Maimonides and Aquinas on Man's Knowledge of God: A Twentieth Century Perspective Author(s): Isaac Franck Source: The Review of Metaphysics, Vol. 38, No. 3 (Mar., 1985), pp. 591-615 Published by: Philosophy Education Society Inc. Stable URL: Accessed: 15/10/2009 10:28 Your use of the JSTOR archive indicates your acceptance of JSTOR's Terms and Conditions of Use, available at JSTOR's Terms and Condition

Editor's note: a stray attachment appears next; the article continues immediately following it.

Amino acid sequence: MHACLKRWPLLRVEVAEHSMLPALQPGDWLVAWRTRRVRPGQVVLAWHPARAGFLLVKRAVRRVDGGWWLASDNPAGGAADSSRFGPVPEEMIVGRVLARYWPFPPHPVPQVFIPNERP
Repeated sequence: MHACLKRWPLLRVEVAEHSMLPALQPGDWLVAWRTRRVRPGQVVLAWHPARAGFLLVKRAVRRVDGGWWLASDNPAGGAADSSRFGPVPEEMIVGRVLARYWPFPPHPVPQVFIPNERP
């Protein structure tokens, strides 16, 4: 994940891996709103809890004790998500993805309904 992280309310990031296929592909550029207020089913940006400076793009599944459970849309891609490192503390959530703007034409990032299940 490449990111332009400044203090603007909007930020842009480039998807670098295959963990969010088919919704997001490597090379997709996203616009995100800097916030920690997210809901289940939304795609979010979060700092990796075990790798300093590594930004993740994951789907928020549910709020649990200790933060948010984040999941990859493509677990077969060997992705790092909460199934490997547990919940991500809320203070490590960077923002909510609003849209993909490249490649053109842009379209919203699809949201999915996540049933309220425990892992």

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  Maimonides and Aquinas on Man's Knowledge of God: A Twentieth Century PerspectiveAuthor(s): Isaac FranckSource: The Review of Metaphysics, Vol. 38, No. 3 (Mar., 1985), pp. 591-615Published by: Philosophy Education Society Inc.Stable URL: Accessed: 15/10/2009 10:28 Your use of the JSTOR archive indicates your acceptance of JSTOR's Terms and Conditions of Use, available at JSTOR's Terms and Conditions of Use provides, in part, that unlessyou have obtained prior permission, you may not download an entire issue of a journal or multiple copies of articles, and youmay use content in the JSTOR archive only for your personal, non-commercial use.Please contact the publisher regarding any further use of this work. 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For more information about JSTOR, please contact Philosophy Education Society Inc.  is collaborating with JSTOR to digitize, preserve and extend access to The Review of Metaphysics.  MAIMONIDES AND AQUINAS ON MAN'S KNOWLEDGE OF GOD: A TWENTIETH CENTURY PERSPECTIVE ISAAC FRANCK JIN the opening chapter of his book, Eclipse of God, Martin Buber recalls the hesitant but passionate reaction of a friend, an elderly scholar, against the author's repeated use of the word God in one of his writings: How can you bring yourself to say 'God' time after time? the old scholar asked. How can you expect that your readers will take the word in the sense in which you wish it to be taken? What you mean by the name of God is something above all human grasp and comprehension, but in speaking about it you have lowered it to human conceptualization. What word of human speech is so misused, so defiled, so desecrated as this 1 A long backward leap in time is undertaken in this essay, from the idea of God as adumbrated in the words of Buber's aging friend to the negative theology of Moses Maimonides and Thomas Aquinas. On the question, Can man have knowledge of God? neither the simple statement by Buber's friend that God is something above all human grasp and comprehension, nor the more complex views propounded by Maimonides and Aquinas, seem to have wide acceptance among philosophers and theologians today. Indeed, in the past two or three decades several sharp attacks have appeared against negative theology and its doctrine of the unknowability of God. It would thus seem appropriate at this time to set forth some of the elements of a radical negative theology, the principal tenet of which is that while we do know that God is, on the other hand, what God is, i.e., God's nature or essence, in the words of Thomas Aquinas, remains absolutely unknown (penitus manet ignotum).2 1 Martin Buber, Eclipse of God (New York: Harper, 1952), pp. 16-17. 2 Thomas Aquinas, On the Truth of the Catholic Faith?Summa contra gentiles, trans. Anton C. Pegis (New York: Image Books, Doubleday Review of Metaphysics 38 (March 1985): 591-615. Copyright ? 1985 by the Review of Metaphysics  592 ISAAC FRANCK With some significant deviations or modifications, the doctrine outlined here of the utter unknowability of God is derived from Rabbi Moses ben Maim?n, the towering 12th century Jewish philosopher and theologian, more widely known as Moses Maimon ides, and from Saint Thomas Aquinas, who was thoroughly familiar with Maimonides' major philosophical work, the Guide of the Perplexed, and was clearly influenced by it. Before presenting an extended consideration of the views of Maimonides and Aquinas on man's knowledge of God, it will be of value to note that much of the contemporary criticism of negative theology and of the doctrine of the unknowability of God has concentrated, as we shall see below, on exposing alleged logical flaws in its reasoning. These criticisms require and deserve attention, and such comments as need to be made on some of them by way of rejoinder will be reserved for the second half of this paper. However, part of the analysis by one of these critics will be helpful at this point in the pursuit of the question of God's knowability. In his acute and instructive essay entitled, What We Can Say About God, Fred Sommers provides the reader with a distillation of essentially five views, or doctrines, classified accord ing to their claims as to what attributes we may predicate of the divine being:3 1. That which Sommers calls the naive, anthropomorphic view according to which everything predicable of a human being is also predicable of the divine being 2. The standard or sophisticated conception, rooted in Cartesian ontology and in the theology seemingly entailed by Descartes' ontology, namely, that no material predicates may be predi cated of God 3. The view which rejects Descartes' dualistic ontology, but also rejects the naive anthropomorphic theology (referred to in doctrine 1 above), and therefore must, according to Sommers, end up with an animistic or panpsychistic metaphysics like Doran, 1955), book 3, chapter 49, par. 9, p. 170. Cf. Anton C. Pegis, Penitus Manet Ignotum, in Medieval Studies 27 (1965): 212-26. 3 Fred Sommers, What We Can Say About God, Judaism: A Quarterly Journal of Jewish Life and Thought (Winter 1966): 61-73.  MAN'S KNOWLEDGE OF GOD 593 that of Alfred North Whitehead, and a theology that speaks of God as a bodiless spirit 4. The view, which has been called negative theology, but which falls short of being thoroughgoingly negative, namely, the view that nothing predicable of man is predicable of God 5. The doctrine that no affirmative or positive attributes of any kind are predicable of God, that God is completely unknown and unknowable, that we can meaningfully say about God only what he is not (to speak of Him in negative attributes); the doctrine that man's highest knowledge of God is to know that we are unable to know Him We need be concerned here only with doctrines 4 and 5, since the views of both Maimonides and Aquinas are clearly at this end of Sommers's spectrum of possible positions. The differences between these two philosophers (albeit minimal on the main issue), and the apparent ambivalence discernible both in Aquinas and in Maimonides, make it perhaps a little risky to ascribe to them categorically doctrine 5 rather than 4, for fear of projecting on them the extreme view espoused in this paper. But at this point we had best let the two philosophers and some of their texts speak for themselves. II Maimonides' incisive and striking treatment of the problem of divine attributes, and of man's knowledge of God, is developed principally in Chapters 51 through 60 of Book 1 of the Guide of the Perplexed.4 His conclusion is that no positive attributes may 4 Moses Mairionides, The Guide of the Perplexed. The standard Arabic edition is Dalalat al-ha'irin, ed. Issachar Joel (Jerusalem: J. Jumovitch, 1930-31). The most authoritative English translation is by Shlomo Pines, with an introductory essay by Leo Strauss (Chicago: University of Chicago Press, 1963), pp. 112-47. (Moses Maimonides was born in 1135 and died in 1204. His philo sophic magnum opus was the Guide of the Perplexed, written in Arabic but in Hebrew characters, and completed about the year 1190. The first translation into Hebrew was completed in the year of the author's death. One or more translations into Latin were made from the Hebrew and were in circulation among Christian philosophers and theologians well before the middle of the 13th century.)